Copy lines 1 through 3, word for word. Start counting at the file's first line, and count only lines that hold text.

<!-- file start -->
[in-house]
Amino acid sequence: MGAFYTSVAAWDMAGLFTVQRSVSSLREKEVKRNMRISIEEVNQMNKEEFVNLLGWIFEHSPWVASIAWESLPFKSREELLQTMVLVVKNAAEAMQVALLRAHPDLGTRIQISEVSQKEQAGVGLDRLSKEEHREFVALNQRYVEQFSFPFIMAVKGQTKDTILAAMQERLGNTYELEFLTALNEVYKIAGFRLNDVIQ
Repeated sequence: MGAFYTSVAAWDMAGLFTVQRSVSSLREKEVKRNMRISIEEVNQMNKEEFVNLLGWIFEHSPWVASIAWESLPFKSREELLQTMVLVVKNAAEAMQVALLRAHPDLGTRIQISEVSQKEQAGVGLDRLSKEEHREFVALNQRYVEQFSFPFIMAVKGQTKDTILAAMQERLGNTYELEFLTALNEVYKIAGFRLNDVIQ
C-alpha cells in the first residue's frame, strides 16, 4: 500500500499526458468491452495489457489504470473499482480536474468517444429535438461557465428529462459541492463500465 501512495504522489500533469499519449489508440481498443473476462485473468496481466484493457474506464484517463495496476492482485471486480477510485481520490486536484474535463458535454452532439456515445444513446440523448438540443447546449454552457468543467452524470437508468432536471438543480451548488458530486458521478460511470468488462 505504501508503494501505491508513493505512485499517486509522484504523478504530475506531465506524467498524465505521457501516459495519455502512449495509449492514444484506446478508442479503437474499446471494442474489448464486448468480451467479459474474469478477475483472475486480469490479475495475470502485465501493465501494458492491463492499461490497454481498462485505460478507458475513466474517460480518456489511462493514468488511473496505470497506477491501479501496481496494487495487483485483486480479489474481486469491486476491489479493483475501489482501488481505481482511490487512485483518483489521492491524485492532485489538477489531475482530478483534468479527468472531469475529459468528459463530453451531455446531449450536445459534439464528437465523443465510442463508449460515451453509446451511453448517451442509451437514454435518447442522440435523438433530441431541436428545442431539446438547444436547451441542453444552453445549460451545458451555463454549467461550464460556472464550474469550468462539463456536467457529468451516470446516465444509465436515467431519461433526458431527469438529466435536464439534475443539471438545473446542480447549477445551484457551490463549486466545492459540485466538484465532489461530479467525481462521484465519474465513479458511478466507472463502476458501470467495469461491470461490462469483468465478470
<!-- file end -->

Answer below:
[in-house]
Amino acid sequence: MGAFYTSVAAWDMAGLFTVQRSVSSLREKEVKRNMRISIEEVNQMNKEEFVNLLGWIFEHSPWVASIAWESLPFKSREELLQTMVLVVKNAAEAMQVALLRAHPDLGTRIQISEVSQKEQAGVGLDRLSKEEHREFVALNQRYVEQFSFPFIMAVKGQTKDTILAAMQERLGNTYELEFLTALNEVYKIAGFRLNDVIQ
Repeated sequence: MGAFYTSVAAWDMAGLFTVQRSVSSLREKEVKRNMRISIEEVNQMNKEEFVNLLGWIFEHSPWVASIAWESLPFKSREELLQTMVLVVKNAAEAMQVALLRAHPDLGTRIQISEVSQKEQAGVGLDRLSKEEHREFVALNQRYVEQFSFPFIMAVKGQTKDTILAAMQERLGNTYELEFLTALNEVYKIAGFRLNDVIQ